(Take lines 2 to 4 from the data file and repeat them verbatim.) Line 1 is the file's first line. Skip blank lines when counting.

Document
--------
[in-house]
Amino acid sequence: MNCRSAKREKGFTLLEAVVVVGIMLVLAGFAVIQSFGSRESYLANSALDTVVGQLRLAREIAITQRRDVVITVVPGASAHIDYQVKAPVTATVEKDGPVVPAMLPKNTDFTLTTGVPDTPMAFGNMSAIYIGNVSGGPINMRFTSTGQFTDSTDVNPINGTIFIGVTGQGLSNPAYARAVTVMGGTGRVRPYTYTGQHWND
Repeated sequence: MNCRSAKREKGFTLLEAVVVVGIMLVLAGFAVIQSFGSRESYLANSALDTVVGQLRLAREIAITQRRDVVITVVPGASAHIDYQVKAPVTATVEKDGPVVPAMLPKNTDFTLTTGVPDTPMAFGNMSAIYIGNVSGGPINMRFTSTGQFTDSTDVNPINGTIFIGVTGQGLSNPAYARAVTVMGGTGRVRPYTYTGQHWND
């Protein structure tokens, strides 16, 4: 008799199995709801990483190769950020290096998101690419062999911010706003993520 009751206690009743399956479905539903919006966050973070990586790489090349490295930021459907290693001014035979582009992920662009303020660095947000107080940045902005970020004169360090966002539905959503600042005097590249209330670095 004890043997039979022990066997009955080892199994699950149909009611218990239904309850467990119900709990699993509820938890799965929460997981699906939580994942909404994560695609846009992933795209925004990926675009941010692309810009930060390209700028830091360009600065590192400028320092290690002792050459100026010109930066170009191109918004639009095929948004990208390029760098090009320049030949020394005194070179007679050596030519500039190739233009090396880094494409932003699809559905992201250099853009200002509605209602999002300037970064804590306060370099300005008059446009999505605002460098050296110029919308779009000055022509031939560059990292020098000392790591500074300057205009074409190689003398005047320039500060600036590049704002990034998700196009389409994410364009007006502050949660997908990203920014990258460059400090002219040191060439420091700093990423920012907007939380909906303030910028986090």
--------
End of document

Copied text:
Amino acid sequence: MNCRSAKREKGFTLLEAVVVVGIMLVLAGFAVIQSFGSRESYLANSALDTVVGQLRLAREIAITQRRDVVITVVPGASAHIDYQVKAPVTATVEKDGPVVPAMLPKNTDFTLTTGVPDTPMAFGNMSAIYIGNVSGGPINMRFTSTGQFTDSTDVNPINGTIFIGVTGQGLSNPAYARAVTVMGGTGRVRPYTYTGQHWND
Repeated sequence: MNCRSAKREKGFTLLEAVVVVGIMLVLAGFAVIQSFGSRESYLANSALDTVVGQLRLAREIAITQRRDVVITVVPGASAHIDYQVKAPVTATVEKDGPVVPAMLPKNTDFTLTTGVPDTPMAFGNMSAIYIGNVSGGPINMRFTSTGQFTDSTDVNPINGTIFIGVTGQGLSNPAYARAVTVMGGTGRVRPYTYTGQHWND
């Protein structure tokens, strides 16, 4: 008799199995709801990483190769950020290096998101690419062999911010706003993520 009751206690009743399956479905539903919006966050973070990586790489090349490295930021459907290693001014035979582009992920662009303020660095947000107080940045902005970020004169360090966002539905959503600042005097590249209330670095 004890043997039979022990066997009955080892199994699950149909009611218990239904309850467990119900709990699993509820938890799965929460997981699906939580994942909404994560695609846009992933795209925004990926675009941010692309810009930060390209700028830091360009600065590192400028320092290690002792050459100026010109930066170009191109918004639009095929948004990208390029760098090009320049030949020394005194070179007679050596030519500039190739233009090396880094494409932003699809559905992201250099853009200002509605209602999002300037970064804590306060370099300005008059446009999505605002460098050296110029919308779009000055022509031939560059990292020098000392790591500074300057205009074409190689003398005047320039500060600036590049704002990034998700196009389409994410364009007006502050949660997908990203920014990258460059400090002219040191060439420091700093990423920012907007939380909906303030910028986090």